A General History and Collection of Voyages and Travels — Volume 14 eBook

Robert Kerr (writer)
This eBook from the Gutenberg Project consists of approximately 822 pages of information about A General History and Collection of Voyages and Travels — Volume 14.
influenced by the same rules which regulate the taste of other countries.  When we had performed, we desired them in return to give us an opportunity of admiring their talents, and one of them immediately began a very simple tune; it was however harmonious, and, as for as we could judge, superior to the music of all the nations in the tropical part of the South Sea, which we had hitherto heard.  It ran through a much more considerable compass of notes, than is employed at Otaheite, or even at Tonga-Tabboo; and had a serious turn which distinguished it very remarkably from the softer effeminate music of those islands.  The words seemed to be naturally arranged, and flowed very currently from the tongue.  When the first had finished his song, another began; his tune was different as to the composition, but had the same serious style which strongly marked the general turn of the people.  They were indeed seldom seen to laugh so heartily, and jest so facetiously, as the more polished nations of the Friendly and Society Islands, who have already learnt to set a great value on these enjoyments.  On the afternoon of this day, our friends importuned us to sing to them again.  We readily complied with their request, and when they seemed to wonder at the difference in our songs, we endeavoured to make them comprehend that we were natives of different countries.  Hearing this, they pointed out an elderly thin man in the circle of our hearers, and telling us that he was a native of Irromanga, desired him to sing to us.  The man immediately stepped forward, and began a song, in the course of which he made a variety of gesticulations, not only to our entertainment, but to the great satisfaction of all the people about him.  His song was to the full as musical as that of the people of Tanna, but it seemed to be of a droll or humorous nature, from his various ludicrous postures, and from the particular tone of the whole.  The language was utterly distinct from that of Tanna, but not harsh or ill suited to music.  It seemed likewise to have a certain metre, but very different from that slow and serious one which we heard this morning.  It appeared to us when he had done singing, that the people of Tanna spoke to him in his own language, but that he was not acquainted with theirs.  Whether he came as a visitor, or had been taken prisoner, we could not determine.”—­G.F.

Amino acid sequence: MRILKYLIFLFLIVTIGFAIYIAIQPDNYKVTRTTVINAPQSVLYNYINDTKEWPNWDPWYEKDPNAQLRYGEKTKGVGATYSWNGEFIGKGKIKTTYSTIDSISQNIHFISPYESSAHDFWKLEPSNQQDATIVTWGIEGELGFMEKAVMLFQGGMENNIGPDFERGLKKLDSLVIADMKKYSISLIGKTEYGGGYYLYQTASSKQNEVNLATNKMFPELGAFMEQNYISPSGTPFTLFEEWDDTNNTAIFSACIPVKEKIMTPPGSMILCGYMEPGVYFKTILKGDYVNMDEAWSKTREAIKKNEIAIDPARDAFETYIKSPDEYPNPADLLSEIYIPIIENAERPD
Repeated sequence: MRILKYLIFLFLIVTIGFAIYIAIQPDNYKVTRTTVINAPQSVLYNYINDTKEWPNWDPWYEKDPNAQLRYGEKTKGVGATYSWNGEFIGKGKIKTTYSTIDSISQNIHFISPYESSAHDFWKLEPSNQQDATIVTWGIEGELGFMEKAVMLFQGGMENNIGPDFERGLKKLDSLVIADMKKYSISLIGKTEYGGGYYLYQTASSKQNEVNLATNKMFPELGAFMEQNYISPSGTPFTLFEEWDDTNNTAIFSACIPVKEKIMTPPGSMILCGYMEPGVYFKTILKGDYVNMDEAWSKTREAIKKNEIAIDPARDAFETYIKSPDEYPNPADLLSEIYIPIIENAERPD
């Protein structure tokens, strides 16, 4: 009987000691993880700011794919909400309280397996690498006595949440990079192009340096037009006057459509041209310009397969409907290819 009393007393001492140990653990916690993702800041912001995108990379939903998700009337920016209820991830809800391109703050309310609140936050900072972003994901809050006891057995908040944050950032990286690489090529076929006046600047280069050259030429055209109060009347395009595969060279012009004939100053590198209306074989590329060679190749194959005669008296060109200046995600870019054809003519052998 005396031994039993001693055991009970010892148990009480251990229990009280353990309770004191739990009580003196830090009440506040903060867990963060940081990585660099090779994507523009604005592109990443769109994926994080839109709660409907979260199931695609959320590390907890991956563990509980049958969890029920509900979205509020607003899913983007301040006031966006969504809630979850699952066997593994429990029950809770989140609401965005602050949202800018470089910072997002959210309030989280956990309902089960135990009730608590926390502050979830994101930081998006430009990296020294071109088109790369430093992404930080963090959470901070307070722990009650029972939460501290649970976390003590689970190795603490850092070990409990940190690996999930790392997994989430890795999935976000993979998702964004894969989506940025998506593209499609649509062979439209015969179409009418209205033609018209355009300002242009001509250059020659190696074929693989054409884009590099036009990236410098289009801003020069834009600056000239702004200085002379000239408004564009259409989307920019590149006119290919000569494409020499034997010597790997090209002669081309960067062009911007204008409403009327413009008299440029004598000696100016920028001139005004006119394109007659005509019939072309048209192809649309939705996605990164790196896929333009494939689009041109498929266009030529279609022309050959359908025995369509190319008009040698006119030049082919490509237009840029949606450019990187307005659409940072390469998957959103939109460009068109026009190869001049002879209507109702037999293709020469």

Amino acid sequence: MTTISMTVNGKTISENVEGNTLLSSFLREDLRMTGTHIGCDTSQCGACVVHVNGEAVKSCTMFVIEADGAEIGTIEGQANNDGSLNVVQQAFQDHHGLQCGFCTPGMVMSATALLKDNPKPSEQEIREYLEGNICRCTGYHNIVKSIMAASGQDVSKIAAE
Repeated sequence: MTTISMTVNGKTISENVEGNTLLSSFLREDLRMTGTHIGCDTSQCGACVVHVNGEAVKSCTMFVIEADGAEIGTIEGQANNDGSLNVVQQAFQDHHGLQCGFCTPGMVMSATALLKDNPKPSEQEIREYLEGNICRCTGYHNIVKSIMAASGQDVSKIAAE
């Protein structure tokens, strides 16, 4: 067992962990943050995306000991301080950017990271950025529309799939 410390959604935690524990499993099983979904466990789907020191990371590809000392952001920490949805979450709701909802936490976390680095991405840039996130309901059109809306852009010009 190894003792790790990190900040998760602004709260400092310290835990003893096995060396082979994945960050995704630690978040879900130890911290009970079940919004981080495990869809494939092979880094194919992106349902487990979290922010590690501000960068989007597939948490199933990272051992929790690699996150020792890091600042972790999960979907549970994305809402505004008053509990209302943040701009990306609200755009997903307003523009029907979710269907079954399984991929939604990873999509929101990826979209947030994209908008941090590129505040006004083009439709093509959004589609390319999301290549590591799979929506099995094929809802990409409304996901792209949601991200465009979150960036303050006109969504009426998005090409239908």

According to this gentleman, these people had a musical instrument, which consisted of eight reeds like the syrin of Tonga-Tabbo, with this difference, that the reeds regularly decreased in size, and comprehended an octave, though the single reeds were not perfectly in tune.  It is worth while noticing here, that one of these people having one day blown with great violence into his hand several times, as a signal, he was soon answered by the sounding of several conchs in different places.—­E.


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